Another SBL Story

(I received this mail from a small ISP. The sender asked me to omit his name for fear of retribution.)

I manage a small ISP that for years utilized Spamhaus's SBL list. We have been in the ISP business since 1995 and thanks to this we managed to buy our IP netblock when they could be purchased, not leased like now.

We recently leased IPs off of our network to opt-in marketers. Later we found out these guys were some of the biggest spammers on the planet. (They were represented by a third party concealing their identity until the mailings started.)

The IP addresses they were operating from were removed from our network, swip'd to them and were routing though big name global network providers. As soon as we started receiving UCE complaints we began recovering the IPs back to our network. One of the clients managed to delay our attempts for a couple of months due to a poorly written lease arrangement and an old AUP policy. We could stop spammers inside our network but not when the IPs were hosted on someone else's network. At long last we did manage to get the lessee off the IP range and recover the IPs but the damage was done.

Now we have been labeled by Spamhaus as a "spam support service" though according to their own definitions this label does not apply. We won't even talk about the incorrect, borderline slander that was posted by Spamhaus regarding our company in its SBL entry. We have been blacklisted for what we have been led to believe is a six month period and are losing customers daily.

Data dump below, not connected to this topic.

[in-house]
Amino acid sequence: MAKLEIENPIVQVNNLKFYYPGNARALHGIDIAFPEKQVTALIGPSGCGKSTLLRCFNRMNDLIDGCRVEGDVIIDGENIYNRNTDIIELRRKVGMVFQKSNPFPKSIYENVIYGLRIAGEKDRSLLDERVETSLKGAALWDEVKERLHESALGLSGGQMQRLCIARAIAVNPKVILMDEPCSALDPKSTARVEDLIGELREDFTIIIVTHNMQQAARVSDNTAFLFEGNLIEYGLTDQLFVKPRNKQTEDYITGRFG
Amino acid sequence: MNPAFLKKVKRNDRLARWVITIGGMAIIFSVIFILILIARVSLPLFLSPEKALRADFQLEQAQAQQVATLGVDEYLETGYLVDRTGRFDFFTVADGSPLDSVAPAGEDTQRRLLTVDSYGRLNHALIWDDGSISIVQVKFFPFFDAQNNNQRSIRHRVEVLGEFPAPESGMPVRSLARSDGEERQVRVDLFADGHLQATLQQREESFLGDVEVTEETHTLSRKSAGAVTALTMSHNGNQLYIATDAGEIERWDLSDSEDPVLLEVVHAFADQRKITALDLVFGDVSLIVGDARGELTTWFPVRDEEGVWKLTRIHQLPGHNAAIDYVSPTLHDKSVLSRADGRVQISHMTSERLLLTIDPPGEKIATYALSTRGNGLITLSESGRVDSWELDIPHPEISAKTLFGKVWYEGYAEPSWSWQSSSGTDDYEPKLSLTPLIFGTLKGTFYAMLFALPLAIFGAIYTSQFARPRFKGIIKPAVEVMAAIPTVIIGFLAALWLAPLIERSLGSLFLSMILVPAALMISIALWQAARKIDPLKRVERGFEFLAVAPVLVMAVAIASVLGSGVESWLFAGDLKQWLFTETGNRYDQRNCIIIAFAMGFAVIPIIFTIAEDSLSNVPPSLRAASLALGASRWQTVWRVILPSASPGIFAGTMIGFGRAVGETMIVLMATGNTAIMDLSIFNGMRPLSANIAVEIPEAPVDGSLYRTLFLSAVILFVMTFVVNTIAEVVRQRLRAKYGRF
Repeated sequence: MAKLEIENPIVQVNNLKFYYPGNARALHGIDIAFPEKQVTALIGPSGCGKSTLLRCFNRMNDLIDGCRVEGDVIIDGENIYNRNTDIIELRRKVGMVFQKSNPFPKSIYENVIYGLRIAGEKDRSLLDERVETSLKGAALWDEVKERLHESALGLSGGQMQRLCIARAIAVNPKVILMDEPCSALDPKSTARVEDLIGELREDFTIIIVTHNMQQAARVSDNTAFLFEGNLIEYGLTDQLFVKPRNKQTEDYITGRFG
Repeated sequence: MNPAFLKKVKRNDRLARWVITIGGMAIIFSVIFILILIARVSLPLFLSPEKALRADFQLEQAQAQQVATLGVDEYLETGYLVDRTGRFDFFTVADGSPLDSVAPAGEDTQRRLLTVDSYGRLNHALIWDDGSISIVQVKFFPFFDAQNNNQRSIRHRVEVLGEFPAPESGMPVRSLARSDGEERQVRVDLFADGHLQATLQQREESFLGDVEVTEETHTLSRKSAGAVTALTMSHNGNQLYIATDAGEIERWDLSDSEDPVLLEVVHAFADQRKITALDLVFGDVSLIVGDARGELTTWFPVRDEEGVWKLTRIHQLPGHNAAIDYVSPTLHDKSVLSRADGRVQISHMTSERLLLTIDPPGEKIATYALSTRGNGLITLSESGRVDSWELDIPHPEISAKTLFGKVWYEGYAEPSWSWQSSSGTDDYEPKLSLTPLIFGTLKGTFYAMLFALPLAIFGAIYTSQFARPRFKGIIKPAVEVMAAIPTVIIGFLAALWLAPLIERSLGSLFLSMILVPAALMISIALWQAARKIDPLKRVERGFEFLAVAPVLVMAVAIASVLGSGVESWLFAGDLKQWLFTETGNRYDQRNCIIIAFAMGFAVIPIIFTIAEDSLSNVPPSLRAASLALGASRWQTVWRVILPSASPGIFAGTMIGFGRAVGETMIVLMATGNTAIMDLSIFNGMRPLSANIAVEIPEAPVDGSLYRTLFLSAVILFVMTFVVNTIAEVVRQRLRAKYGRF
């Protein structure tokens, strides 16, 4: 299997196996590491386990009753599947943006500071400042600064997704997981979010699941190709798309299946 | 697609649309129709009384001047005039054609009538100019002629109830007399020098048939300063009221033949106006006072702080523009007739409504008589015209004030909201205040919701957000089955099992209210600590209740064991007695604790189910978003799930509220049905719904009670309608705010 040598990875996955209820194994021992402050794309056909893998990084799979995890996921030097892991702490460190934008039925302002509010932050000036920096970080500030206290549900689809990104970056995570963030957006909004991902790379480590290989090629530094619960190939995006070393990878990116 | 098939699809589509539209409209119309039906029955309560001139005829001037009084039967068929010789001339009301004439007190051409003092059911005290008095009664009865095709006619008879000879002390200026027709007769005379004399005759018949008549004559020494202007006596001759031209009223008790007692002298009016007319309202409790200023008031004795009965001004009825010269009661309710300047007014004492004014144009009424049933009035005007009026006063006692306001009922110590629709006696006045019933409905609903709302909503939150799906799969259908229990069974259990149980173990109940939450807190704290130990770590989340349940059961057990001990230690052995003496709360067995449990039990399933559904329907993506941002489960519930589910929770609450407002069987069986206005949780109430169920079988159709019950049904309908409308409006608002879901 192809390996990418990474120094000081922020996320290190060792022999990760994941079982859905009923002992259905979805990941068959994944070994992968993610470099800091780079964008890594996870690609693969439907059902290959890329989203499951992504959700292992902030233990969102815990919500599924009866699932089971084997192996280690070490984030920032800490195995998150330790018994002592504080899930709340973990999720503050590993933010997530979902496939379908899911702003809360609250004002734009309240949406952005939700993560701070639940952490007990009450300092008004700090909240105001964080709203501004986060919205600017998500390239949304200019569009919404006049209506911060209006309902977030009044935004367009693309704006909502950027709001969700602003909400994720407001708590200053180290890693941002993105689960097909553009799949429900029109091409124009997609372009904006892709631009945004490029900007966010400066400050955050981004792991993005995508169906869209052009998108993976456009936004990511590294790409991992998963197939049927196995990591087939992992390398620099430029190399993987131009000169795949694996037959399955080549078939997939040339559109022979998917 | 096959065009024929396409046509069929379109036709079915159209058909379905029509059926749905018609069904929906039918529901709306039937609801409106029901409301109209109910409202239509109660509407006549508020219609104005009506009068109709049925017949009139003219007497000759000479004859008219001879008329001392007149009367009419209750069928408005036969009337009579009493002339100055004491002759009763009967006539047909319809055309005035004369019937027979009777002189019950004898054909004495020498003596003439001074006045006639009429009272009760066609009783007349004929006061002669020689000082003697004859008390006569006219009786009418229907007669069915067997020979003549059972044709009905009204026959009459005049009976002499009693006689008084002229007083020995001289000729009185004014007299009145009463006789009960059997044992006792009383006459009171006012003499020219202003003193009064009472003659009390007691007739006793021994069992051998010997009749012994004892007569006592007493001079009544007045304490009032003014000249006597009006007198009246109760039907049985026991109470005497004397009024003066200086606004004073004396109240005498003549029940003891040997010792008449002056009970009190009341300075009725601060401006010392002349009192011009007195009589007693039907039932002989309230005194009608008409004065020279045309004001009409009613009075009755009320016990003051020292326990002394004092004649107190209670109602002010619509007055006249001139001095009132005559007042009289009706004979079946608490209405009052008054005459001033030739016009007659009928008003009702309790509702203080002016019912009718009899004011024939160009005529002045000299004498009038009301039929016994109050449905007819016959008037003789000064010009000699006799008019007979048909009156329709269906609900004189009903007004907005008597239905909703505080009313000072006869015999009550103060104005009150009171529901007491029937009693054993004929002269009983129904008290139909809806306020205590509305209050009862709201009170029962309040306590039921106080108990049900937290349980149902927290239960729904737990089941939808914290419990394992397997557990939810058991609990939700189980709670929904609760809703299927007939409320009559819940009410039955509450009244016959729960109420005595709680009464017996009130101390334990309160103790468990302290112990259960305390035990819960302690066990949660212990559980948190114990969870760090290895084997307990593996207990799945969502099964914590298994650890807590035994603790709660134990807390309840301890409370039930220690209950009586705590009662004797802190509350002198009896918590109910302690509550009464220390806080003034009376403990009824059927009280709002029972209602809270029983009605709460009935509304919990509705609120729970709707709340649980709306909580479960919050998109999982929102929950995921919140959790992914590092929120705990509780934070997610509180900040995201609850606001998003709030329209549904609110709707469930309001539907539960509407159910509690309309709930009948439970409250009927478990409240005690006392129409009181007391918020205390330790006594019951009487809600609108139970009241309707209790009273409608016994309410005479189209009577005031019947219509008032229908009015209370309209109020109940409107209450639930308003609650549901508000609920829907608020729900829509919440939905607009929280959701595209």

Spamhaus Spam Support Service Definition:
Services providing 'bullet-proof' hosting for spam service purposes, serving 'spamware' sites, or knowingly providing services for spam service purposes.
We did not provide any hosting services, we served no sites at all (spamware or otherwise), and we did not "knowingly" provide service for spam service purposes.

In reality when we found these guys were providing spam services, we alerted Spamhaus to the range it was coming from and reclaimed the IPs as quickly as possible. Barring any legal matters. What we got from Spamhaus in response to this was an upgraded blacklist entry that encompassed our entire netblock. All 16k IPs, not just the couple hundred the spam was coming from. Their response, "When an ISP contacts us about a spam source we just go ahead and blacklist all of the IPs the ISP owns/leases."

According to their De-listing policy:
IPs are removed immediately from the SBL upon receipt of notification from the IP owner (Internet Service Provider) that the spamming activity has been terminated.

Our ISP is celebrating 10 years in business serving our local market. We have never allowed spam from our network and will not. We have adopted Spamhaus's AUP in good faith as it covers any issues and ISP could find itself dealing with. We alerted Spamhaus to this and a few other things and basically what we got back from them was this: we believe that for the right money the owner of the IPs would lease them out again, but if you keep yourself clean for 6 months we will release the block on your IPs.

Now it gets even better. After reclaiming all of our IPs back from their swip'd locations we took steps to lease IPs from our upstream so that Spamhaus could continue to block our IPs and our legitimate user mail could be delivered without blacklisting by Spamhaus. This worked great for about 3 weeks. Until we found that Spamhaus had blocked our upstream provider's IPs in relation to our blocked IPs. Once again, no spam has ever come from our servers, save occasional users with Virus/Trojan infected machines. So why did Spamhaus block these IPs? We don't know.

So we made arrangements to send our mail to a relay server, a closed relay server that only allows mail for relay from our mail server. Now the mail server that was allowing us to relay through them is blocked also.

So we continue to lose clients who have been with us for 10 years because one man has decided, in his opinion, that we are a spam support service.